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  3. FC, I always feel for fish and game law enforcement. I spend a lot of time in the field as a photographer, and have reported my share of wildlife violations. I've also had a few violent and threatening encounters just by virtue of being alone in an area with armed humans. When that happens, my thoughts race to the situations you guys deal with *all* of the time. If I could, I'd change the law across the board, to over-staff and way-over-compensate fish and wildlife departments and parks departments. So many of us appreciate (and count on) your difficult work.

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  4. It's a fine line. Same circumstance but put a victim into one of those houses. Now what would the CA do? The case is still the same, but different outcome, Should they both be treated the same? I say yes.
    Still reinforces my thought that I should break out an M60 and return fire.

    I've watched many law enforcement officers do the dance, and wondered about the way some DA's work or don't work a case and how a judge decides.

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  5. Very interesting. It's refreshing and encouraging to know that the people on the other side of the badge are "real people". Sometimes we just assume all cops are the same- no matter your affiliation. I'm a student that is studying the environment, and as an elective I took a Wildlife CSI course taught by a Dept of Environmental Conservation officer. It was VERY interesting to learn the ins and outs of forensics and to hear his stories. I'm assuming most if not all of us students in his class wanted to do right by the environmental law.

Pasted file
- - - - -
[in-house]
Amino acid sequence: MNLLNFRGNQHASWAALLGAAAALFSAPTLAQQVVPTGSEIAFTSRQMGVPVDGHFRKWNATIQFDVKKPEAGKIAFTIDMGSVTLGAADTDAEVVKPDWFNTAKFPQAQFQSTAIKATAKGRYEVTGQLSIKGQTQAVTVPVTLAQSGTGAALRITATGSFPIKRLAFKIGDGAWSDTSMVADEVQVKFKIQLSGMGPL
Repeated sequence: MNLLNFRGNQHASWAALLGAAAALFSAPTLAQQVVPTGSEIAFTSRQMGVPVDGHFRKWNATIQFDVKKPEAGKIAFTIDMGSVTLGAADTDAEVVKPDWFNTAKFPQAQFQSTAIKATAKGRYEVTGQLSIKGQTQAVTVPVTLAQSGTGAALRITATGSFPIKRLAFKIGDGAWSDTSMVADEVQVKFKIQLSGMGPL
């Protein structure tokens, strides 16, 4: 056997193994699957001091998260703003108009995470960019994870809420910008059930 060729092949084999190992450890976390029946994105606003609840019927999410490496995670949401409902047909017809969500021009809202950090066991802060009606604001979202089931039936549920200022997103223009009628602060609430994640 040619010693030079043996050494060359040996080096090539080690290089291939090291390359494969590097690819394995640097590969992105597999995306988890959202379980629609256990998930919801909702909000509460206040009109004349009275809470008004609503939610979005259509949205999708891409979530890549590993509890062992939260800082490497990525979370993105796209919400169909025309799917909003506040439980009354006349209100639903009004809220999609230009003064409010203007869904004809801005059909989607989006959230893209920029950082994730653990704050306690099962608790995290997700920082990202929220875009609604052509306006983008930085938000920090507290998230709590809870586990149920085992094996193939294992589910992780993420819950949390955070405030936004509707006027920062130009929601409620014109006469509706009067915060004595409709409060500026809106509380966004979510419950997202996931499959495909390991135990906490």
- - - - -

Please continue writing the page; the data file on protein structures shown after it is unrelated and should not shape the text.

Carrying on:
I'm a new follower of your blog, and I was interested in hearing another woman's POV from the field!

    Cheers!

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  6. FC,
    What a shame....You have every right to be frustrated.

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  7. Incredible FC! We don't have that here, hunting I mean, to anything like that extent. And reading this I'm glad about that.

    Too bad they wouldn't prosecute that asshole.

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  8. Well IMO if it matters is that the deer werent running up a hill, they had to be running along the top silhouetted against the sky for the bullets to hit the houses because if they were going up a hill the bullets would of hit the hill even if the guy was a bad shot.I think he just didnt think the slug would go that far.

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  9. Just read these in reverse order - I'm with Coyote, he shot at a deer either at or very near the ridge line. High on the stupid meter (especially given that the houses were visible) and borderline reckless depending on how the law reads in your state. Seems like throwing some sort of infraction his way, even if the state declines to prosecute, would document the incident for what is sure to be a repeat offense.

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  10. AS a hunter ed instructor with only 16 hours to teach our students it doesn't matter how many times we say it or preach it, they still must practice it. Even the shoot, don't shoot video goes over this exact scenario and people still don't get it.

    I feel your frustration and wish it was legal to smack these folks upside the head as it might just get their attention.